Travelogue: Spotting tiger in India
Brandon Clements headed to India in search of tiger, visiting three of its greatest national parks.
Elusive, powerful and beautiful are all words that come to mind when one thinks of the most impressive big cat on the planet – the tiger. After years of waiting to see them in their natural environment, I was finally given the opportunity to do so on A&K’s In Search of Tiger itinerary. Ranthambore National Park is great for tiger spotting in northern India, but serious wildlife enthusiasts may prefer the jungles in the central Indian state of Madhya Pradesh. The national parks of Pench, Kanha and Bandhavgarh house some of the healthiest tiger populations in India, and sightings are good between October and early June – before the monsoon rains drench the parched lands of the subcontinent.
Pench National Park
I embarked on my first game drive in the land of Kipling’s The Jungle Book, guided by the Taj Baghavan’s resident naturalist Varun. Although the early morning rise was difficult, my tiredness soon wore off as the excitement kicked in.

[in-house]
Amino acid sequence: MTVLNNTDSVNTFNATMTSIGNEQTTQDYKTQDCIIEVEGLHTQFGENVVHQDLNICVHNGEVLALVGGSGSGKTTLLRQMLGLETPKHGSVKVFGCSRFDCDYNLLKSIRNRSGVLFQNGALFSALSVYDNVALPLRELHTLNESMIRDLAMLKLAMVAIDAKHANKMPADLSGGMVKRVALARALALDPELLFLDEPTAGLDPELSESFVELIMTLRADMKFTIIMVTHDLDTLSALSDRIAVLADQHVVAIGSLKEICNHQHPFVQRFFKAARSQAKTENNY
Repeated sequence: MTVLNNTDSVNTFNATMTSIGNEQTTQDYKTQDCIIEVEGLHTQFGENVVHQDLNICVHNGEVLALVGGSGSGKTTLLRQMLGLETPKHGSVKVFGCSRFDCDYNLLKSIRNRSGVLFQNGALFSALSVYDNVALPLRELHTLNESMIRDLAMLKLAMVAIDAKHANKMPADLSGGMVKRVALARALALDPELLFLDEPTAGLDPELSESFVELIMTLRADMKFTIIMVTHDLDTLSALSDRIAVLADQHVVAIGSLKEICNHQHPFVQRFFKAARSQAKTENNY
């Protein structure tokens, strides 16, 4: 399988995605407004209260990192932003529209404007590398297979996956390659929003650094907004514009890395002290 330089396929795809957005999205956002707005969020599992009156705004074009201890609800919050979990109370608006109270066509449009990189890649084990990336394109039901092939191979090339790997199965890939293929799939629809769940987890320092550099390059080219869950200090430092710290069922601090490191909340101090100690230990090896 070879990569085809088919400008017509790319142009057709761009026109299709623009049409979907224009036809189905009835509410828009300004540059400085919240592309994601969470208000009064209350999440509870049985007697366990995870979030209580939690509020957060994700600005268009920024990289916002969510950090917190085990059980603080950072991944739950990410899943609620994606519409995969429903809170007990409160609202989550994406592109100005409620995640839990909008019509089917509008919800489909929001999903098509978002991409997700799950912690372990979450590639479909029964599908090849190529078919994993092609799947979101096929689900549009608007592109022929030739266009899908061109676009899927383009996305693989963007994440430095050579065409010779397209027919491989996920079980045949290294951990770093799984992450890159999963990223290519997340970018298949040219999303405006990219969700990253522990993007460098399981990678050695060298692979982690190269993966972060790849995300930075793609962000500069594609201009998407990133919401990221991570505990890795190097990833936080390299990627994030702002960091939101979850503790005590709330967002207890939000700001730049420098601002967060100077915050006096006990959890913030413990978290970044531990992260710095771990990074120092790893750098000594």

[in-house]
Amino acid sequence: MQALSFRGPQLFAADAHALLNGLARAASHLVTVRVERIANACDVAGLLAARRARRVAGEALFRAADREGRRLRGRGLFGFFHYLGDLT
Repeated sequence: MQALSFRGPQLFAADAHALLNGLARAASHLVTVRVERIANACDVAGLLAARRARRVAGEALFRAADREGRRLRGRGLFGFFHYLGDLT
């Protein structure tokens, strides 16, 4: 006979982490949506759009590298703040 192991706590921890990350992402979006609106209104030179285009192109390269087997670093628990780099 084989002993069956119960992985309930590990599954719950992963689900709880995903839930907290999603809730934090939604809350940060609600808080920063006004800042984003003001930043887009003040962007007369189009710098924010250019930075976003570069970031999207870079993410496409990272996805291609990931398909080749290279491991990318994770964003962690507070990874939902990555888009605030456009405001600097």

During dry season, Pench National Park sees daily temperatures in the low-to-mid 40s, forcing game to converge around the shrinking waterholes. This makes it much easier to see animals than at cooler times of the year. In the first few hours, we spotted all manner of wildlife: chital and sambar deer, langur monkey, gaur (Indian bison), as well an array of birdlife. With no tiger sightings by 09.00, we paused for a breakfast stop. I felt a bit apprehensive about exiting the Jeep, what with dangerous animals roaming the area, but Varun explained that tiger and leopard actively avoid humans and attacks are rare. After these reassuring words, we stepped out to tuck into a breakfast of warm paneer (Indian cottage cheese) paratha rolls, sandwiches and tea. While predators in national parks may go hungry if their hunt fails, humans certainly don’t.